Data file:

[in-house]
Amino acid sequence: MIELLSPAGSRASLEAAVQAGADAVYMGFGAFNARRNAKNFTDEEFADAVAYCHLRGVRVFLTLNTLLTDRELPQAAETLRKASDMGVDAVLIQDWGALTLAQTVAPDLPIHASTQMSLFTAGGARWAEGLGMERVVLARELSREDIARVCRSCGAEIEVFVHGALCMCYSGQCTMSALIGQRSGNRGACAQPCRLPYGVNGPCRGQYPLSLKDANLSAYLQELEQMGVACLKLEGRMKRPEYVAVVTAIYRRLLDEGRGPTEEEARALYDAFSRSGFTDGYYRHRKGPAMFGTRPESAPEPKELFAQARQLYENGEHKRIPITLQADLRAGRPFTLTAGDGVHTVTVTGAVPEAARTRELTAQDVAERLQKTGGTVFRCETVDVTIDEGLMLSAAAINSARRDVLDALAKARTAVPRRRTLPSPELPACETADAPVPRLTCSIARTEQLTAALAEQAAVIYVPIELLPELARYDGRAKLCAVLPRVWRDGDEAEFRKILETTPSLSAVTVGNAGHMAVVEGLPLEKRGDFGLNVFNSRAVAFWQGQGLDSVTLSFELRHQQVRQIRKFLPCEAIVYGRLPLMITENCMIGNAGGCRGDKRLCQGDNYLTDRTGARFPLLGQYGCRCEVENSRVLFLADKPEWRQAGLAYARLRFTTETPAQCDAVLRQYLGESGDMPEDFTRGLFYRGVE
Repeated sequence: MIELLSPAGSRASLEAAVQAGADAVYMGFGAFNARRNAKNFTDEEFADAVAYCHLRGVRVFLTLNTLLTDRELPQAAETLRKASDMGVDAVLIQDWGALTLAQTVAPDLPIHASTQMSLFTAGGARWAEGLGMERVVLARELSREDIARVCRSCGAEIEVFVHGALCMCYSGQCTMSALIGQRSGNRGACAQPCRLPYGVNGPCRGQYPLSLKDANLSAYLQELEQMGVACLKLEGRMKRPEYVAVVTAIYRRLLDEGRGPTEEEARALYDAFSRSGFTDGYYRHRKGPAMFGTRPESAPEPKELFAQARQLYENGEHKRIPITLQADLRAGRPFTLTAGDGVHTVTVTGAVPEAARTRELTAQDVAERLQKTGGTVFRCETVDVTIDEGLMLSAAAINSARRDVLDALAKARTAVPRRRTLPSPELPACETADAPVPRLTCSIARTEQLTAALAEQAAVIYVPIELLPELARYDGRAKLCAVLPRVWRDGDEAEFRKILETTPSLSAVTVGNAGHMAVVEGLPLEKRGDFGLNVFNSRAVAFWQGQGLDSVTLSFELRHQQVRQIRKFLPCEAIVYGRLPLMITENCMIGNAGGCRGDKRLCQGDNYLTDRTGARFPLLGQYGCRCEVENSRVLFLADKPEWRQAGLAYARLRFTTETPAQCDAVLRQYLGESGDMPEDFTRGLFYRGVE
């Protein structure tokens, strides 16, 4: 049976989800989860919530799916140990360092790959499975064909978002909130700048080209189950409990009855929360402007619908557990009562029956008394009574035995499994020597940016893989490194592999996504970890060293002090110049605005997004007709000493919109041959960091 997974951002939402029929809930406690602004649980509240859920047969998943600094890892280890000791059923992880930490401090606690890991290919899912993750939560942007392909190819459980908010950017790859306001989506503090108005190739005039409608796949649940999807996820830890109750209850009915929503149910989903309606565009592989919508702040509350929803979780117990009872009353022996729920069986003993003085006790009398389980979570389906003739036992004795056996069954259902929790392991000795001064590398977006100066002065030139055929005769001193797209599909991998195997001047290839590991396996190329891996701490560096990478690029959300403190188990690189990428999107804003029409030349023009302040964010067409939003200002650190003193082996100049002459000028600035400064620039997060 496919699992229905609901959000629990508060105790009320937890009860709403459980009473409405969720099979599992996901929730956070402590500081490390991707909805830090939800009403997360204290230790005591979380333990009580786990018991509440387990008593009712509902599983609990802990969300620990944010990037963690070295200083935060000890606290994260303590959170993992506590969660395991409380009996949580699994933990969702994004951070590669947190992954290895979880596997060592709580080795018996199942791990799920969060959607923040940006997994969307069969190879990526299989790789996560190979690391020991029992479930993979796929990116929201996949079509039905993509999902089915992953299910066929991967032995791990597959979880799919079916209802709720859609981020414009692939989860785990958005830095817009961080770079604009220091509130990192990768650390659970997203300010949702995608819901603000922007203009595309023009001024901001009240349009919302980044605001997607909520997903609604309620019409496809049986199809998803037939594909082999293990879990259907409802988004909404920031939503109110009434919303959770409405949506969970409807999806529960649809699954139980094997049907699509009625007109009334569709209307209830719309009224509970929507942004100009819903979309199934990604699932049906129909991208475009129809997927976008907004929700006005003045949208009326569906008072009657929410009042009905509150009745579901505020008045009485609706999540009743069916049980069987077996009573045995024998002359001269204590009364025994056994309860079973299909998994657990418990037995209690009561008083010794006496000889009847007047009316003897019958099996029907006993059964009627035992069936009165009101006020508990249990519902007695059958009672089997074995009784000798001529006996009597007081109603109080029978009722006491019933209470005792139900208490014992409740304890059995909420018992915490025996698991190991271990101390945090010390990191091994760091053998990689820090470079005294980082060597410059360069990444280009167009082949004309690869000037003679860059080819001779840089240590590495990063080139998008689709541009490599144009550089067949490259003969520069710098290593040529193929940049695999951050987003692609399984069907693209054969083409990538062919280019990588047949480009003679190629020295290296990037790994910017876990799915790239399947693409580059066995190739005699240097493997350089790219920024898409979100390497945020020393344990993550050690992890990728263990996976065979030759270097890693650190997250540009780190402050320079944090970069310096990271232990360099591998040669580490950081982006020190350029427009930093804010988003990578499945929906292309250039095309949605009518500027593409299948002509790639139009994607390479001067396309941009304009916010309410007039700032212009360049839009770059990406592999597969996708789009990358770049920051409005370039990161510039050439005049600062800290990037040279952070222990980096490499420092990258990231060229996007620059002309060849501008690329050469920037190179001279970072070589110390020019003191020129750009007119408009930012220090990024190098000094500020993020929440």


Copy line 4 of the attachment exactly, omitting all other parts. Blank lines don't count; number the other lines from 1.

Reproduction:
């Protein structure tokens, strides 16, 4: 049976989800989860919530799916140990360092790959499975064909978002909130700048080209189950409990009855929360402007619908557990009562029956008394009574035995499994020597940016893989490194592999996504970890060293002090110049605005997004007709000493919109041959960091 997974951002939402029929809930406690602004649980509240859920047969998943600094890892280890000791059923992880930490401090606690890991290919899912993750939560942007392909190819459980908010950017790859306001989506503090108005190739005039409608796949649940999807996820830890109750209850009915929503149910989903309606565009592989919508702040509350929803979780117990009872009353022996729920069986003993003085006790009398389980979570389906003739036992004795056996069954259902929790392991000795001064590398977006100066002065030139055929005769001193797209599909991998195997001047290839590991396996190329891996701490560096990478690029959300403190188990690189990428999107804003029409030349023009302040964010067409939003200002650190003193082996100049002459000028600035400064620039997060 496919699992229905609901959000629990508060105790009320937890009860709403459980009473409405969720099979599992996901929730956070402590500081490390991707909805830090939800009403997360204290230790005591979380333990009580786990018991509440387990008593009712509902599983609990802990969300620990944010990037963690070295200083935060000890606290994260303590959170993992506590969660395991409380009996949580699994933990969702994004951070590669947190992954290895979880596997060592709580080795018996199942791990799920969060959607923040940006997994969307069969190879990526299989790789996560190979690391020991029992479930993979796929990116929201996949079509039905993509999902089915992953299910066929991967032995791990597959979880799919079916209802709720859609981020414009692939989860785990958005830095817009961080770079604009220091509130990192990768650390659970997203300010949702995608819901603000922007203009595309023009001024901001009240349009919302980044605001997607909520997903609604309620019409496809049986199809998803037939594909082999293990879990259907409802988004909404920031939503109110009434919303959770409405949506969970409807999806529960649809699954139980094997049907699509009625007109009334569709209307209830719309009224509970929507942004100009819903979309199934990604699932049906129909991208475009129809997927976008907004929700006005003045949208009326569906008072009657929410009042009905509150009745579901505020008045009485609706999540009743069916049980069987077996009573045995024998002359001269204590009364025994056994309860079973299909998994657990418990037995209690009561008083010794006496000889009847007047009316003897019958099996029907006993059964009627035992069936009165009101006020508990249990519902007695059958009672089997074995009784000798001529006996009597007081109603109080029978009722006491019933209470005792139900208490014992409740304890059995909420018992915490025996698991190991271990101390945090010390990191091994760091053998990689820090470079005294980082060597410059360069990444280009167009082949004309690869000037003679860059080819001779840089240590590495990063080139998008689709541009490599144009550089067949490259003969520069710098290593040529193929940049695999951050987003692609399984069907693209054969083409990538062919280019990588047949480009003679190629020295290296990037790994910017876990799915790239399947693409580059066995190739005699240097493997350089790219920024898409979100390497945020020393344990993550050690992890990728263990996976065979030759270097890693650190997250540009780190402050320079944090970069310096990271232990360099591998040669580490950081982006020190350029427009930093804010988003990578499945929906292309250039095309949605009518500027593409299948002509790639139009994607390479001067396309941009304009916010309410007039700032212009360049839009770059990406592999597969996708789009990358770049920051409005370039990161510039050439005049600062800290990037040279952070222990980096490499420092990258990231060229996007620059002309060849501008690329050469920037190179001279970072070589110390020019003191020129750009007119408009930012220090990024190098000094500020993020929440």